Quantfury Gazette

Honda (NYSE: HMC) shows off its cool confidence with plan to increase share buybacks

Nathan Crooks
Quantfury Team

Amid concerns about a possible slowdown in the global auto industry, Honda (NYSE: HMC) is signaling confidence in its longer-term prospects with a record plan to buy back its own shares even as it expects both revenue and profit to fall in the coming year. 

The Japanese automaker is planning to purchase up to 3.7% of its outstanding shares for as much as 300 billion yen ($1.9 billion) during its fiscal 2025 year. That’s an increase from the 250 billion yen it spent on buybacks during the previous year and should help support shares even as the industry grapples with rising costs and slowing excitement about a broader transition to electrified vehicles. 

Honda CEO Toshihiro Mibe said in an earnings call that the company considers shareholder returns to be “an issue of utmost importance” and aims to achieve a price-to-book-ratio over 1 in the “near future”. The metric – favored by value investors – is a measure of the company’s current market capitalization compared to the underlying value of its assets. With a current reading of just 0.69, Honda would need to see its shares surge more than 45% to get there. However, achieving that wouldn’t necessarily be a wild dream, as shares of competitors like Toyota (NYSE: TM) and Ford (NYSE: F) are already trading at a premium to their book values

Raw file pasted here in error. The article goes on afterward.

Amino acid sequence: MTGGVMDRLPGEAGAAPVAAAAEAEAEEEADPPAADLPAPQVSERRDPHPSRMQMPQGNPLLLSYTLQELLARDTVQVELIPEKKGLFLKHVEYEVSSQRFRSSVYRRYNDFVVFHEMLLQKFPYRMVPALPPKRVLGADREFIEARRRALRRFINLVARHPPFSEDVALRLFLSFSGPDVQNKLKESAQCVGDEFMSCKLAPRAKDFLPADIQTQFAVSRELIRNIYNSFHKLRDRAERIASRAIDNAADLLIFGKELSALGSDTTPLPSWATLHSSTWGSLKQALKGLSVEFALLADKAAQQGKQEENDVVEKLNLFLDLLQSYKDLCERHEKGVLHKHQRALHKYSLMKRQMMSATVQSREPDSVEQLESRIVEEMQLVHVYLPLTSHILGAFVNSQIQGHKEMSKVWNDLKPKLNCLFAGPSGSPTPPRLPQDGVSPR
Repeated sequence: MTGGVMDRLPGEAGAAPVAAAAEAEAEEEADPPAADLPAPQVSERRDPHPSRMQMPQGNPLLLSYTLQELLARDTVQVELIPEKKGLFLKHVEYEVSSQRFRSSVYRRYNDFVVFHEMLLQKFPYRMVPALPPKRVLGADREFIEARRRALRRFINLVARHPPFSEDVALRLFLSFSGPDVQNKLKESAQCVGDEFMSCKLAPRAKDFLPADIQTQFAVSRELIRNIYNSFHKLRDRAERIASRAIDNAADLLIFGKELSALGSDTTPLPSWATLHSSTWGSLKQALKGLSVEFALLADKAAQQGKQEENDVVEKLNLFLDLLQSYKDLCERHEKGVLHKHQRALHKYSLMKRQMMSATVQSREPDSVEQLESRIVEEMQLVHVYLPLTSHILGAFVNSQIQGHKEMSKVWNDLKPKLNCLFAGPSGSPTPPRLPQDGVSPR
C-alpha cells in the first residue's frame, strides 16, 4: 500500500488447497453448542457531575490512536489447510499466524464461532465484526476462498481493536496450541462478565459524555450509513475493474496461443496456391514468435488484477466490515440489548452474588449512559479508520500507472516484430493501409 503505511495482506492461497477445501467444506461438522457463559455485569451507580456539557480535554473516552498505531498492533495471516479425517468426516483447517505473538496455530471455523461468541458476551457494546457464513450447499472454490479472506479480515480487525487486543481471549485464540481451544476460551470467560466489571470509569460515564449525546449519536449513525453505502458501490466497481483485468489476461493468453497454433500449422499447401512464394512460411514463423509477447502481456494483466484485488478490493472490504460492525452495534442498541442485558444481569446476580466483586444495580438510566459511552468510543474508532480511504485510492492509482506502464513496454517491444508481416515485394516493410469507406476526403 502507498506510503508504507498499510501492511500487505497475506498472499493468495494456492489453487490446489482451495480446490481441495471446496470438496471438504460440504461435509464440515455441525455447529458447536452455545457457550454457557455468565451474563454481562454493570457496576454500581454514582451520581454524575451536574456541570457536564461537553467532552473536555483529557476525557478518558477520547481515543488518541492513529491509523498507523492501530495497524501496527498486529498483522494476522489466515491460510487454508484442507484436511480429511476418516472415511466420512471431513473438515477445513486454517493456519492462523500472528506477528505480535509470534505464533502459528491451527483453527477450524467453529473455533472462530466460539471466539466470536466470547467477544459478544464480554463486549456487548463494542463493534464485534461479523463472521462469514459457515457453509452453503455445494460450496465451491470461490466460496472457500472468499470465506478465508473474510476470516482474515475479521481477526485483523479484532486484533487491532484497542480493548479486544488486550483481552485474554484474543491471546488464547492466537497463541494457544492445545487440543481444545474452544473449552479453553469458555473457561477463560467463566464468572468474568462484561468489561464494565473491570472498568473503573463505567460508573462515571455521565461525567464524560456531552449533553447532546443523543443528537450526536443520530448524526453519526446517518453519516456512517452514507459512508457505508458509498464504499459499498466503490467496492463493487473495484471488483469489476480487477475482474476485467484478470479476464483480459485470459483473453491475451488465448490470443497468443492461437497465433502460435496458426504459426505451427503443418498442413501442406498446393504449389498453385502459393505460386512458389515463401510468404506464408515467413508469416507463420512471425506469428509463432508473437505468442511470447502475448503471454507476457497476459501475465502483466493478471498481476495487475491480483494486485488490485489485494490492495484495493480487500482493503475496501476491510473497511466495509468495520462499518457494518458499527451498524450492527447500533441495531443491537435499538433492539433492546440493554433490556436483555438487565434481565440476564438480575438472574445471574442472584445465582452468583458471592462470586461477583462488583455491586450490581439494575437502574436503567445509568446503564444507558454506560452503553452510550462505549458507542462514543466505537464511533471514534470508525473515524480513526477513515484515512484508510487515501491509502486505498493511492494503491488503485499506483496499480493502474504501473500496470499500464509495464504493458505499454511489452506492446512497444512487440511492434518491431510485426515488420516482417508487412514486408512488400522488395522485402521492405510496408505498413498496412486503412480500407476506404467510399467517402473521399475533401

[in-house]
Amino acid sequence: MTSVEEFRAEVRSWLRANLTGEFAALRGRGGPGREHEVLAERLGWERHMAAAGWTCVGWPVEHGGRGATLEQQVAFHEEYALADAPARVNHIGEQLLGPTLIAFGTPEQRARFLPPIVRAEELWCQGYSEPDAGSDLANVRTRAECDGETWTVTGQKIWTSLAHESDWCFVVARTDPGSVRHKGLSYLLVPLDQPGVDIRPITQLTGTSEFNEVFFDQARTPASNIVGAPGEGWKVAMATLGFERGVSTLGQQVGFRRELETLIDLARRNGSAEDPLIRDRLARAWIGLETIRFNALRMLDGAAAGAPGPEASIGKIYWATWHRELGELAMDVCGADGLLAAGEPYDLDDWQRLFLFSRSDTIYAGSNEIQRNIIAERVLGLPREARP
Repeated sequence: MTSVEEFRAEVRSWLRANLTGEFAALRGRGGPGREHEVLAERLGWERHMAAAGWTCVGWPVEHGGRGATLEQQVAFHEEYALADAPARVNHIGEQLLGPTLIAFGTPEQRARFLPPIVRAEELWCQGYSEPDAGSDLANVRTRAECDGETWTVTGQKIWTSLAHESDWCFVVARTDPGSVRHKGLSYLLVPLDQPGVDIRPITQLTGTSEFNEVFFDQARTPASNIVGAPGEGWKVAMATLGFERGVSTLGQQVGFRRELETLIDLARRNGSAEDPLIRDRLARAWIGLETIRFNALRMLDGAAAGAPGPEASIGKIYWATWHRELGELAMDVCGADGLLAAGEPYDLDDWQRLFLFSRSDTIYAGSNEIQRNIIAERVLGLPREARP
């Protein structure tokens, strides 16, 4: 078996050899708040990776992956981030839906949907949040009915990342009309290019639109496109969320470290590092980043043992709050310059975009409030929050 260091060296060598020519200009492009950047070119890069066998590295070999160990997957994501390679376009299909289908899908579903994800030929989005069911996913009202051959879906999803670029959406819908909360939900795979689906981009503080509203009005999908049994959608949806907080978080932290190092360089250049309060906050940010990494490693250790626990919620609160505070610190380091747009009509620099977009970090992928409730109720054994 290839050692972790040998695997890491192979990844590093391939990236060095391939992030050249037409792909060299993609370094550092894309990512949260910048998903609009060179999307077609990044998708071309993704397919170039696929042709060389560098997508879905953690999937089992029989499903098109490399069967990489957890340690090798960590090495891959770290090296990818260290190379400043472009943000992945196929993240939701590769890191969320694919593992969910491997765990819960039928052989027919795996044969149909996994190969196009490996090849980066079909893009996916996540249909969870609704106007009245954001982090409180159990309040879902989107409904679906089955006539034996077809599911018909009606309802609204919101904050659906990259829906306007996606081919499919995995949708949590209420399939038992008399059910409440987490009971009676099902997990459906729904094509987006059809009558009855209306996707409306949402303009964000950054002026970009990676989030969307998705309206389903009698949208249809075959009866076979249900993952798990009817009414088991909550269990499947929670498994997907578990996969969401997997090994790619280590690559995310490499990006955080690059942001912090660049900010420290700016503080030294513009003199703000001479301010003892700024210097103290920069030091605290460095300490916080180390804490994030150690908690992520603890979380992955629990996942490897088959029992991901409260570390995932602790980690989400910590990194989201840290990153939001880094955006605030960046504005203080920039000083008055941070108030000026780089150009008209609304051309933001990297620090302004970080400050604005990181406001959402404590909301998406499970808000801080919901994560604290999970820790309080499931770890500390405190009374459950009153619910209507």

Honda, along with other fellow Japanese automakers, has been slower in the rollout of an electrified fleet and instead has focused more on hybrid models, which Mibe said were selling well. He also said the enhancement of its motorcycle lineup in South America was further strengthening its business structure. The company noted record operating profit of nearly 1.3 trillion yen for its fiscal 2024 year, although it’s expecting overall profit to decline almost 10% next year amid increases in research and development spending and a stronger yen.

Honda’s shares have surged 21% over the past year, but the company’s plan for the record purchases of its own shares suggests there could still be even more upside. While buybacks can signal that a mature company may be running out of things to do with growing piles of cash, companies wouldn’t buy their own shares if they didn’t think it was a good deal, and the move underscores a broader story of quiet confidence.


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